Twentieth Century Aesop’s Fables: How Ted Hughes Presents Modern Man through the Non-Human.

1400 WordsApr 23, 20196 Pages
Twentieth Century Aesop’s Fables: How Ted Hughes Presents Modern Man through the Non-Human. Ted Hughes’ poems mostly explore the world of nature. He uses ordinary animals like crow, pike, and skylark, but adding mythical quality to them. Animals in his world are superior to human and he seems to adore their brutality and instinct. He does not rationalize animal, which is unlike D.H Lawrence. Some criticize him for praising animals’ brutality and putting them on a pedestal, saying that animals are superior to us because they follow their wild instinct. In fact, the image of animals he creating represents modern society. In the same way as Aesop in ancient Greek portraying human traits through animals, Ted Hughes uses animals as…show more content…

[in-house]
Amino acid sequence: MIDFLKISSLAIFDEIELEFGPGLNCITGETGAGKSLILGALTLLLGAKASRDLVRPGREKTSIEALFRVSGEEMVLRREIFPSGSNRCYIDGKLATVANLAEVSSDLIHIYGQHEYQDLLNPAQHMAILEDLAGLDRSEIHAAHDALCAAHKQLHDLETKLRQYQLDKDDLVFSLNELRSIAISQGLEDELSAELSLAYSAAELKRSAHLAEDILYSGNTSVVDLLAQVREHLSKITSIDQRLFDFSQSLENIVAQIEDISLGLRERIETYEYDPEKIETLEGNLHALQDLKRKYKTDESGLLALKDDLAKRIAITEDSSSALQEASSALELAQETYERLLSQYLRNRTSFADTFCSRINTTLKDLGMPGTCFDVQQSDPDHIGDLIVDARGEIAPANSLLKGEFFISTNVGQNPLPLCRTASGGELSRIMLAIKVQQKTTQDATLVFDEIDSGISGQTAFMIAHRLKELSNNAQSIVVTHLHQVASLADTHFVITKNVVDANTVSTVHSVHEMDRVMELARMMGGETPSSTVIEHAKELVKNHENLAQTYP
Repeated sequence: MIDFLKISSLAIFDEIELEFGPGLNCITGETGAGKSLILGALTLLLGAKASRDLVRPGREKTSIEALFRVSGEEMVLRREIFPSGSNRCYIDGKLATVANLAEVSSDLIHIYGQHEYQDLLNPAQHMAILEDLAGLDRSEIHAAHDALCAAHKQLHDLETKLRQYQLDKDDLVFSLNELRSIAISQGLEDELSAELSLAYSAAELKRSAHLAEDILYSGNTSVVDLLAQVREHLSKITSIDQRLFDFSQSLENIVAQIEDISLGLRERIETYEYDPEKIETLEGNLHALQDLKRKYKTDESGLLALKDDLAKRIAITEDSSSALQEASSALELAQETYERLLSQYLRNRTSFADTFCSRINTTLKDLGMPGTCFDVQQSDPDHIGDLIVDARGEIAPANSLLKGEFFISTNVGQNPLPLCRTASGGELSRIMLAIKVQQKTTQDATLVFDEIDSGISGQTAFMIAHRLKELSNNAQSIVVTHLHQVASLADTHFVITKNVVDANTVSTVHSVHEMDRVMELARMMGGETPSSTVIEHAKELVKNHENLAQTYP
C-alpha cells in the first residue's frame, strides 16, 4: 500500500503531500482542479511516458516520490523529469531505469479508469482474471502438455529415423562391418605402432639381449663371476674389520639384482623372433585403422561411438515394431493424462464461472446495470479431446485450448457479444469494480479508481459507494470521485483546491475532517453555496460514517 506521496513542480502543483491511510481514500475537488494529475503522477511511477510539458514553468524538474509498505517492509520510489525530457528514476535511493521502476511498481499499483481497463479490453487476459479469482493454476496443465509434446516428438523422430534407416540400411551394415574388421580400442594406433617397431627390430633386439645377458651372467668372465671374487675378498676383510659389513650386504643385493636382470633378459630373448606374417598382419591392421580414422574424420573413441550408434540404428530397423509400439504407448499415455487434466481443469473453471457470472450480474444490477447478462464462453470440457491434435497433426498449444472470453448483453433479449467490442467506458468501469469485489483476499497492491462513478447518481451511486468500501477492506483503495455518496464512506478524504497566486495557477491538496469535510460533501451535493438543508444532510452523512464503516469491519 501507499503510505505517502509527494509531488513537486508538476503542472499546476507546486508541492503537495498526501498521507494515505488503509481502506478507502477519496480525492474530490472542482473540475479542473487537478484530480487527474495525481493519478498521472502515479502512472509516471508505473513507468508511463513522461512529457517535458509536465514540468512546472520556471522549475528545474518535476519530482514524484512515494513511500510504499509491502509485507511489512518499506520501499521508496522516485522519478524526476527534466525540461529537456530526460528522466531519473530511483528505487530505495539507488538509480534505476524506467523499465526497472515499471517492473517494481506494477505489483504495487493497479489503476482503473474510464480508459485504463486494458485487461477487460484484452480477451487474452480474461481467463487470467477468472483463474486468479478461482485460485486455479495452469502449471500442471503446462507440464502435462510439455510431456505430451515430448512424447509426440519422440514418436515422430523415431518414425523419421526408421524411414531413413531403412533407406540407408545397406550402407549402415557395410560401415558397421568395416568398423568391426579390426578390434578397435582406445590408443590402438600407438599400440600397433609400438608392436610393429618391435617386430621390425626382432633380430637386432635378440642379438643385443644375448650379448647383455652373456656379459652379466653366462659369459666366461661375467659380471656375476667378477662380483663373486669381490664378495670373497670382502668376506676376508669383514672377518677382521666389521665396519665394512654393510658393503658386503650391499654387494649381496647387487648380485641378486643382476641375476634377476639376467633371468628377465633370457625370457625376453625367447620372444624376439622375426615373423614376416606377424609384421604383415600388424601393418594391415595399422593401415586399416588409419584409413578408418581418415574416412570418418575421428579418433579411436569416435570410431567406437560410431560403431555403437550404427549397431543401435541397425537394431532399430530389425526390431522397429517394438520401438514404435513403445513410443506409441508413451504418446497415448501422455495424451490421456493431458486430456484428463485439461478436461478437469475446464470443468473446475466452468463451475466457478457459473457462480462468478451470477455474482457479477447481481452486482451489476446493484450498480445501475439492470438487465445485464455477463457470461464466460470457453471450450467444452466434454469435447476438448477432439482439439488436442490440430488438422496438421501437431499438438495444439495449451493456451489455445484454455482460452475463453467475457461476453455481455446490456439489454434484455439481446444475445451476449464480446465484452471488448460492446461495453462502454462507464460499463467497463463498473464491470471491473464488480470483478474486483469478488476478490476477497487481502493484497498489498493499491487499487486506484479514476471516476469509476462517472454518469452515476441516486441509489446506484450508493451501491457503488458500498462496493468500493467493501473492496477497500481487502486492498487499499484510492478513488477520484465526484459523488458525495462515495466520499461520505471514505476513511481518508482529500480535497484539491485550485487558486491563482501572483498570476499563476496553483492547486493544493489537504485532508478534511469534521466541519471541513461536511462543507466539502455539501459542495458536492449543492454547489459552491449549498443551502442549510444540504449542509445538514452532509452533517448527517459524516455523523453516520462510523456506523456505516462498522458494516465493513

Moreover, in the third stanza, Pikes’ presence brings darkness and horror to their habitat. Pikes’ world is a microcosm of the world that is full of brutality of human. After scientific and industrial revolution in Western Europe, Nature and wildlife are exploited and destroyed. We can say that human is the most selfish and violent in this world. In the fourth stanza, “The gills kneading quietly, and the pectoral”, meaning if one were to observe the pike without knowing its nature, it would appear harmless and in perfect harmony with its surrounding. This is similar to modern society. Modern man by appearance may look harmless but actually he can exploit other people without feeling guilty and may say that he does it with good intention. Another instinct suppressed by modern society is yearning for freedom. In the poem “Jaguar”, Hughes gives sharp contrast between instinctive animal like jaguar and other animals representing human. The poem begins with the idle animals at the zoo. They are bored and lazy doing nothing because they are not in their natural habitat but are captivated in the cages. They do not fight for their real nature and give up their instinct. For example, carnivore animals as tiger and lion lie idly, which is not their hunting nature. However, the jaguar remains unaffected by the imprisonment in a cage among other cages. His fearless and rebellious spirit is unchallenged. Its eyes seem to be burned with

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